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Found 11 results
  1. News Article
    All NHS hospitals in England have been told to destroy a powerful medicine mistakenly used by staff because its packaging looks the same as another drug. A national safety alert was issued following several incidents, including two deaths of babies, in which patients were inadvertently given a dose of sodium nitrite – which is used as an antidote to cyanide poisoning – rather than sodium bicarbonate. The errors are thought to have been caused by similarities between the labelling and drug packaging used by manufacturers. Now hospitals have been told to check all wards and medicine storage areas for sodium nitrite and to destroy any of the unlicensed product. The drug should only be available in emergency departments and may have been supplied to medical wards by mistake. There are an estimated 237 million medication errors in the NHS every year – with a third linked to packaging and labelling. Read full story Source: The Independent, 9 August 2020
  2. Content Article
    The attached report summarises the event. Morning presentations included a keynote address from Professor Coleman, University of Birmingham, and a moving and inspiring presentation from Lisa Richards-Everton, a Patient Safety Campaigner. Delegates then participated in a taster workshop looking at challenges around labelling and used the SIEPS 2.0 model to conduct a systems analysis of the management of a patient’s condition. The afternoon branched into parallel syndicate workshops with the first workshop focusing on training and education around labelling; what challenges needed addressing with training, and how a human factors approach could optimally start to address these training issues. The second workshop looked to identify and discuss challenges around the medicine label and how these could be addressed using a human factors approach. This included looking at some of the issues that exist with current labelling design, before discussing what information is necessary and then providing recommendations for the design from a human factor’s perspective. All syndicate groups gave recommendations for next steps to address these challenges, which were shared at the conclusion of the meeting. Several delegates then volunteered to be involved in a steering team, whose remit would be to address the identified challenges by exploring ways in which these systembased recommendations might be implemented. Recommendations around training perspectives included areas such as education and communication; system redesign, use of technology and recommendations about the design of medical packaging with a human factors approach.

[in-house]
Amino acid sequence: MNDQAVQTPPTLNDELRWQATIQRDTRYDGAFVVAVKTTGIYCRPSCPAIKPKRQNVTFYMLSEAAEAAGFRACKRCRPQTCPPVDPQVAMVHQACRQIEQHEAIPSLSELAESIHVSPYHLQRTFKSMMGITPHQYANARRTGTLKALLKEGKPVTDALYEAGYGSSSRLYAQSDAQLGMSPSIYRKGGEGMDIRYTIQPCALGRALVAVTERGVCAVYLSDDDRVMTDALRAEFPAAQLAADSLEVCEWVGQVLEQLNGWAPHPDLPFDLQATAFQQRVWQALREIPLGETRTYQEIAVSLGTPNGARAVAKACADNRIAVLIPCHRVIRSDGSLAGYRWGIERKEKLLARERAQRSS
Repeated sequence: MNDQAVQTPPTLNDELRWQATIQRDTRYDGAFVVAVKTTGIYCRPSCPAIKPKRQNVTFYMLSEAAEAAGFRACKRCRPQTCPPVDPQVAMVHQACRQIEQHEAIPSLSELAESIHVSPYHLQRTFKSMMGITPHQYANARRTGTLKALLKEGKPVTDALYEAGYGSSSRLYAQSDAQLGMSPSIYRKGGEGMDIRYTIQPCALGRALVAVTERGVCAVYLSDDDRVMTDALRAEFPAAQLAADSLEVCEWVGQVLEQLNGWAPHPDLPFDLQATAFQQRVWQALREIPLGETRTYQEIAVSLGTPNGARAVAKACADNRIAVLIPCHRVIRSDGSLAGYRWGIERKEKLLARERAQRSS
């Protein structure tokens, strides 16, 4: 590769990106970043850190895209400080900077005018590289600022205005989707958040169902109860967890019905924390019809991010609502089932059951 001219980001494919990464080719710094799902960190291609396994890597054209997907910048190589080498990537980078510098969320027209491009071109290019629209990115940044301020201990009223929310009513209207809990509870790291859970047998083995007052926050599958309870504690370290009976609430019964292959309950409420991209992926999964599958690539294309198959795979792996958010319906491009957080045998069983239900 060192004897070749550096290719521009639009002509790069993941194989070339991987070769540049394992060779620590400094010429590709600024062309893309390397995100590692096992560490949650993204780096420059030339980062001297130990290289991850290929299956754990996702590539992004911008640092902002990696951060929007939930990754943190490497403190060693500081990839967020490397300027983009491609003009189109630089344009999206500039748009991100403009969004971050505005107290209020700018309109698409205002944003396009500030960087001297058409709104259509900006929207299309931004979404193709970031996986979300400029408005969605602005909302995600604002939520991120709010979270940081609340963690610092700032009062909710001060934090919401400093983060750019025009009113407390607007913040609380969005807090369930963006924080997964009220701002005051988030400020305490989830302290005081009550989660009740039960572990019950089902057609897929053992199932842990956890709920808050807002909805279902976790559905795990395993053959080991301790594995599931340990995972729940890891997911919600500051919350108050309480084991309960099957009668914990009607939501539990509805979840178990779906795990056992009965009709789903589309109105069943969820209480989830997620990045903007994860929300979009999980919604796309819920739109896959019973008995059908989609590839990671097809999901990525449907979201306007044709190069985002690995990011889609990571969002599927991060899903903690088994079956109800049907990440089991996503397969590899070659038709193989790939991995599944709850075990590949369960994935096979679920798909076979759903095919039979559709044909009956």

3. Content Article
    Overview Labelling for medicines Safety features legislation Patient information leaflets (PILs) Warnings on labels and leaflets for medicines Braille on labelling and in PILs Child resistant packaging for medicines Submit information for full assessment Notification scheme registration Fees Make a submission or notification Complaints about labels, leaflets or packaging UK and European regulation
  4. Content Article
    This issue (episode 3) focuses on: safe administration of concentrated insulin products errors with confusing product labelling educating patients about safe medication practices.
  5. Content Article
    This blog discusses the barriers in tackling some of healthcares biggest patient safety problems - medication labelling and drug errors to name just one. It highlights the need to listen to experts outside of healthcare as localised solutions do not solve the wider, more complex issues of patient safety.
  6. News Article
    Every pharmacist must report adverse drug reactions using the yellow card scheme, says chair of the Community Pharmacy Patient Safety Group, Janice Perkins Polypharmacy, when different medications are used by an individual at the same time, is becoming increasingly common because people are living for longer and with multiple different illnesses. One study, published in 2018 by the Oxford University Press, found that over half (54%) of those aged 65 years and above who took part in the study had two or more long-term conditions, for which they could have been taking a range of medicines. Read full story Source: Community Pharmacy News, 17 February 2020
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